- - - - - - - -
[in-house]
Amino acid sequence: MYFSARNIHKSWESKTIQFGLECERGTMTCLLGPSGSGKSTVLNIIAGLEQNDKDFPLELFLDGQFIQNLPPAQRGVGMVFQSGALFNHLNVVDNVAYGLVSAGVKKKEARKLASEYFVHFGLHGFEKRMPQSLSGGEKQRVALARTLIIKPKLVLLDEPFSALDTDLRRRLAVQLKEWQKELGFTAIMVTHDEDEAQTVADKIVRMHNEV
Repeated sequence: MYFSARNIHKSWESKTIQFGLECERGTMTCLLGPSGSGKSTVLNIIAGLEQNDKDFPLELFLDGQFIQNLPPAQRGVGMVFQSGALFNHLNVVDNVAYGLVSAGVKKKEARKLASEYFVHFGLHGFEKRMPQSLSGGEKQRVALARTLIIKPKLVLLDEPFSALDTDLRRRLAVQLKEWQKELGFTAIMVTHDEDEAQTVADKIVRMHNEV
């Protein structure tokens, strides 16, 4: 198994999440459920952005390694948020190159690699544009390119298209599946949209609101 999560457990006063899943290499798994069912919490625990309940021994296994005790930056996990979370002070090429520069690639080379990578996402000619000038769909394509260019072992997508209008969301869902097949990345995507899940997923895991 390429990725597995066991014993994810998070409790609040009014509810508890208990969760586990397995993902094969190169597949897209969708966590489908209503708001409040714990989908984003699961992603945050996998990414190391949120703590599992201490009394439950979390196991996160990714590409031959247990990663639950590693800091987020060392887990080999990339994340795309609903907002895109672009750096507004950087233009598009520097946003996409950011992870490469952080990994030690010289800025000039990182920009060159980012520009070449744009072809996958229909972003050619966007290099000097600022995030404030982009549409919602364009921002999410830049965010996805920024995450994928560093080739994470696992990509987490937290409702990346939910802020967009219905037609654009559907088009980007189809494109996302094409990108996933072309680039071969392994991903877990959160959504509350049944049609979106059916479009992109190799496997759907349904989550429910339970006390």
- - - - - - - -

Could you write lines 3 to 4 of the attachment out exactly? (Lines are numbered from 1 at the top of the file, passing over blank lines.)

Repeated sequence: MYFSARNIHKSWESKTIQFGLECERGTMTCLLGPSGSGKSTVLNIIAGLEQNDKDFPLELFLDGQFIQNLPPAQRGVGMVFQSGALFNHLNVVDNVAYGLVSAGVKKKEARKLASEYFVHFGLHGFEKRMPQSLSGGEKQRVALARTLIIKPKLVLLDEPFSALDTDLRRRLAVQLKEWQKELGFTAIMVTHDEDEAQTVADKIVRMHNEV
């Protein structure tokens, strides 16, 4: 198994999440459920952005390694948020190159690699544009390119298209599946949209609101 999560457990006063899943290499798994069912919490625990309940021994296994005790930056996990979370002070090429520069690639080379990578996402000619000038769909394509260019072992997508209008969301869902097949990345995507899940997923895991 390429990725597995066991014993994810998070409790609040009014509810508890208990969760586990397995993902094969190169597949897209969708966590489908209503708001409040714990989908984003699961992603945050996998990414190391949120703590599992201490009394439950979390196991996160990714590409031959247990990663639950590693800091987020060392887990080999990339994340795309609903907002895109672009750096507004950087233009598009520097946003996409950011992870490469952080990994030690010289800025000039990182920009060159980012520009070449744009072809996958229909972003050619966007290099000097600022995030404030982009549409919602364009921002999410830049965010996805920024995450994928560093080739994470696992990509987490937290409702990346939910802020967009219905037609654009559907088009980007189809494109996302094409990108996933072309680039071969392994991903877990959160959504509350049944049609979106059916479009992109190799496997759907349904989550429910339970006390």